Thanks to Twitter, I came across a wonderful op-ed piece in the Amherst Bulletin about the importance of arts funding. There’s certainly been no shortage of wonderful news relating to the arts this week: the appointment of Rocco Landesman to head up the National Endowment for the Arts, the White House arts evening, and even, if you can believe, the Seattle Opera advertising their position for a young person to see and report on the Wagner Ring cycle they’ll be producing in August.
But then there’s the bad news: in Canada, several important arts institutions are facing funding shortfalls. With the wonderful chaos of June approaching (Luminato, NXNE, the Toronto Jazz Festival, Pride), the issue of cultural relevance is that much more pungent. There’s also the depressing fact that Canada’s art galleries and museums are falling apart , meaning that many younger people -as well as visitors from overseas or across the border -may never be able to see the incredible cultural legacy of this country.
Would any of this happen if there was a real balance of arts and academia in childhood? I was lucky to have been educated in the arts outside of school; going to operas, symphonies, museums and galleries was plus normale for me growing up. But not every kid was blessed with an arts-loving mother. And so, it falls to schools to often provide what kids can’t or don’t get at home. That usually includes everything from proper nutrition to social interaction to basic manners.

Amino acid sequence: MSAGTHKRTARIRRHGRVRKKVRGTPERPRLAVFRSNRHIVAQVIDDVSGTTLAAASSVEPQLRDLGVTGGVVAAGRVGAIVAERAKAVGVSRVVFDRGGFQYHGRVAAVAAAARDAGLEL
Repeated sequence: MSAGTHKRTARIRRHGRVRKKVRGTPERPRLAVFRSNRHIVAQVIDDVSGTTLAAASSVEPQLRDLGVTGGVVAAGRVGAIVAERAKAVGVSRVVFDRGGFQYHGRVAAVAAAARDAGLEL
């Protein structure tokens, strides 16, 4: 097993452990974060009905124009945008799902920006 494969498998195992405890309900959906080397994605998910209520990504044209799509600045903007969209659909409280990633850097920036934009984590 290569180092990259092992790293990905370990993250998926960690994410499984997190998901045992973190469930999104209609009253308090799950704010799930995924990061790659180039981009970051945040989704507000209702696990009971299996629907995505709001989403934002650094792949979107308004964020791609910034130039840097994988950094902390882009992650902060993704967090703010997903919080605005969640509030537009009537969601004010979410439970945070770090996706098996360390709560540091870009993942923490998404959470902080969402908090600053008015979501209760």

What irks me is that whenever schools are facing funding shortfalls, the first thing to go is always, inevitably, arts programs. Yup! They’re frilly! Arrgh. I used to make a face and wonder why physical education wasn’t cut instead (spoken by a true non-athlete), but I realized, in starting to appreciate the cultural place sport has in society, and the benefits of movement, that phys-ed has every right to be taken as seriously as arts-ed. And vice-versa.
To quote Mindy Domb, in the Amherst Bulletin:
Art and music teach our children how to think critically, take risks, make and correct mistakes, “fail,” and recoup. They give our children a frame of reference for understanding not only our world, but also offer an appreciation and understanding of the different perspectives, approaches and ways of communicating each of us brings to the human endeavor… Cutting physical education while the public health community urges additional opportunities for physical activity for children seems regressive and backwards. Physical education might look like an easy mark, a target that can be tapped for funding without ill effects. This, however, dismisses the needs of our kids to be active and to learn from play. It also ignores the call of the public health community to provide more physical education for young children, not less.
These times we’re in seem like the perfect opportunity to start making investments, not pulling away in fear. The investment in a lifetime of good health and positive relationships seems like a good one.
Related: If you haven’t read Christopher Knight’s take on Landesman’s appointment to the National Endowment for the arts, you really should. It’s excellent.